What is the Jikji Theatre Project About?

Theatre Amoeba meets the 직지! 직지! 직지!

The Place: Cheongju, South Korea

When one visits Cheongju, one finds a certain word bouncing around the city: Jikji. Whether sliding into a shopping center, slipping into a taxi or silently sitting and waiting for a city bus. Jikji. 직지. Even if you cannot read Korean you can’t help but to vibrate just a little bit. This acrobatic noun has a way of moving like a verb. And, in fact, has been reported to bounce as it onomatopoetically bounds from the entrances and exits of the Cheongju city streets to the tongues of those that dare to taste it. Jikji. Jikji. Jikji. This year Theatre Amoeba is engaging in a physical theatre project on the theme of Jikji. Welcome to our official blogtroduction.

So now that your tongue has finished tumbling. Let’s address the obvious. What is Jikji? First of all- let’s set things straight Jikji is a nickname. It is a shortened version of 백운화상초록불조직지심체요절 (The Monk Baegun's Anthology of the Great Priests' Teachings on Identification of the Buddha’s Spirit by the Practice of Seon). Saying that one three times quickly is not quite as fun. To quote the anonymous Wikipedia

“The Jikji was written by the Buddhist monk Baegun (1298–1374, Buddhist name Gyeonghan), who served as the chief priest of Anguk and Shingwang temples in Haeju, and was published in two volumes in Seongbulsan in 1372. Baegun died in Chwiam Temple in Yeoju in 1374. “Jikji” is composed of dharma teachings, hymns, eulogies, epitaphs, prose and poetry by the seven Buddhas, 28 Indian patriarchs, 110 Chinese Chan (Zen) monks and one Silla-era Korean monk. Its key concepts include non-duality, no-false mind and non-attachment to words. The essential teaching of “Jikji” is sudden enlightenment followed by gradual cultivation: First, one should attain sudden enlightenment regarding the nature of existence, including the self; and after that, one needs to practice to get rid of dualistic way of thinking. Finally, if one’s thoughts come to be consistent with one’s actions, one can attain complete awakening and thus becoming a Buddha.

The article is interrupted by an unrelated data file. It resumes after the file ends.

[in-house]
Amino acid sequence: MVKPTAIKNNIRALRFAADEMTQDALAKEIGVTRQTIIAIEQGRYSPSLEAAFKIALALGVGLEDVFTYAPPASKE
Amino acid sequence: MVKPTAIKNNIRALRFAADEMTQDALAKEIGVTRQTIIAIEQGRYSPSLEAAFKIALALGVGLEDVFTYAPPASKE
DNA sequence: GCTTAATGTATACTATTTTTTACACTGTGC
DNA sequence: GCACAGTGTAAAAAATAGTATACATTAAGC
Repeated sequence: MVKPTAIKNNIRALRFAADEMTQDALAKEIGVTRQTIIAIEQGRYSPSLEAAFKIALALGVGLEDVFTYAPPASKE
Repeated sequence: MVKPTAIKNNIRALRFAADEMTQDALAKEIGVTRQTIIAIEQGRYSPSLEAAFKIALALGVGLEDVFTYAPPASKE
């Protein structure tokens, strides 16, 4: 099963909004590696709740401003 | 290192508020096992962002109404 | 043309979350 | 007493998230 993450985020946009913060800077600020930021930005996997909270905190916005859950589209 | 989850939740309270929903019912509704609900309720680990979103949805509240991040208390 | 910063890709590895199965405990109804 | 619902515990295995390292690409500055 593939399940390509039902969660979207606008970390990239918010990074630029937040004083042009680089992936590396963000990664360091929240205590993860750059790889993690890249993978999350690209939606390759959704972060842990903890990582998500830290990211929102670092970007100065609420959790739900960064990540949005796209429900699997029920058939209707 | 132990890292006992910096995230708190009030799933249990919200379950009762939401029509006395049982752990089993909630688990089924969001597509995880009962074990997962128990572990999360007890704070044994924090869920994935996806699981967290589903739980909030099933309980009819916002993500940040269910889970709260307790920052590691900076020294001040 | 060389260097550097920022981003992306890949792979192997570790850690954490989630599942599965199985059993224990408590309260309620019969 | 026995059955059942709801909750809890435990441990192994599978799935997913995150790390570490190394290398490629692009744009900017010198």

However, what makes the Jikji particularly noteworthy is the fact that it was printed with metal movable type in 1377. Hold the (Samsung) cell phone! That means it is the oldest extant book printed with metal movable type- 78 years ahead of the Gutenberg Bible. Perhaps, one reason myself and many people are not aware of the Jikji is that it was not wasn’t proved to have been printed with movable type until 1972 in France when the Jikji was found at La Bibliotheque Nationale de France (or the National Library of France in Paris- best spoken with a French accent).

The history of the Jikji and how it arrived to France is a story in and of itself. It passed through many hands and there is presently an international film being made here in Korea which will delve into this amazing story. But to make a long story short: French troops pillaged many cultural properties when they briefly invaded Korean soil in 1866. Then according to UNESCO records, the Jikji ended up “in the collection of Collin de Plancy, a chargé d’affaires with the French Embassy in Seoul in 1887 during the reign of King Gojong. The book then went into the hands of Henri Véver [in an auction at Hotel Drouot in 1911], a collector of classics, and when he died in 1950, it was donated to the Biliothèque Nationale de France, where it has been ever since."

Enter Dr. Park.

Theatre Amoeba’s Jikji Jikji Jikji theatre project is primarily inspired by Dr. 박병선 (Dr. Park Byeongsen). Dr. Park was the first Korean woman to study in France. In 1955, not long after the Korean War (1950-53), she first flew to Paris for additional study abroad. After a decade-long stay, she applied for a post at the National Library of France in Paris. It was there that she discovered the Jikji hidden in its the archives.